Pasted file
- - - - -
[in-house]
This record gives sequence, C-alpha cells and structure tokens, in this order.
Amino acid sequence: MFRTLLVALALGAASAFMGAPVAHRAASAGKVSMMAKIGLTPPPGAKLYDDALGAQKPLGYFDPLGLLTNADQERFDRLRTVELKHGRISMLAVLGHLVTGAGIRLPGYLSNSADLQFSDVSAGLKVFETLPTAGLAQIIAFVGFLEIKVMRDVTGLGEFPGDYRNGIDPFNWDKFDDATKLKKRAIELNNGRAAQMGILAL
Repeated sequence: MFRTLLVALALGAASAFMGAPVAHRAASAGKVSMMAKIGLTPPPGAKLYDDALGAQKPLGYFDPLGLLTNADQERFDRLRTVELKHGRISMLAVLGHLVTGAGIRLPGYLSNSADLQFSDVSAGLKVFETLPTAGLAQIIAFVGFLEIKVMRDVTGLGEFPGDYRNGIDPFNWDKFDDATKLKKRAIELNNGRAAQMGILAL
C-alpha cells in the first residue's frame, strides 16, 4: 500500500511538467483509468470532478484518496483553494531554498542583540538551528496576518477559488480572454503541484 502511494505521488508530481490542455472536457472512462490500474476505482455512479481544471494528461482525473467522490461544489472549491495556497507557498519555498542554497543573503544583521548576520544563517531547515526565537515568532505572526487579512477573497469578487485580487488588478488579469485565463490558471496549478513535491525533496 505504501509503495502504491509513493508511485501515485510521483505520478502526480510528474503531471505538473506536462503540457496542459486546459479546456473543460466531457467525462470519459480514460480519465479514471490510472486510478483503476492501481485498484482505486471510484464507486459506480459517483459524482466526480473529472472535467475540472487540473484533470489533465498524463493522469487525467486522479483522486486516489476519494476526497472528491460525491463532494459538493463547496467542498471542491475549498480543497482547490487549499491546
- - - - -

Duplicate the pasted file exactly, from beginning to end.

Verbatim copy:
[in-house]
This record gives sequence, C-alpha cells and structure tokens, in this order.
Amino acid sequence: MFRTLLVALALGAASAFMGAPVAHRAASAGKVSMMAKIGLTPPPGAKLYDDALGAQKPLGYFDPLGLLTNADQERFDRLRTVELKHGRISMLAVLGHLVTGAGIRLPGYLSNSADLQFSDVSAGLKVFETLPTAGLAQIIAFVGFLEIKVMRDVTGLGEFPGDYRNGIDPFNWDKFDDATKLKKRAIELNNGRAAQMGILAL
Repeated sequence: MFRTLLVALALGAASAFMGAPVAHRAASAGKVSMMAKIGLTPPPGAKLYDDALGAQKPLGYFDPLGLLTNADQERFDRLRTVELKHGRISMLAVLGHLVTGAGIRLPGYLSNSADLQFSDVSAGLKVFETLPTAGLAQIIAFVGFLEIKVMRDVTGLGEFPGDYRNGIDPFNWDKFDDATKLKKRAIELNNGRAAQMGILAL
C-alpha cells in the first residue's frame, strides 16, 4: 500500500511538467483509468470532478484518496483553494531554498542583540538551528496576518477559488480572454503541484 502511494505521488508530481490542455472536457472512462490500474476505482455512479481544471494528461482525473467522490461544489472549491495556497507557498519555498542554497543573503544583521548576520544563517531547515526565537515568532505572526487579512477573497469578487485580487488588478488579469485565463490558471496549478513535491525533496 505504501509503495502504491509513493508511485501515485510521483505520478502526480510528474503531471505538473506536462503540457496542459486546459479546456473543460466531457467525462470519459480514460480519465479514471490510472486510478483503476492501481485498484482505486471510484464507486459506480459517483459524482466526480473529472472535467475540472487540473484533470489533465498524463493522469487525467486522479483522486486516489476519494476526497472528491460525491463532494459538493463547496467542498471542491475549498480543497482547490487549499491546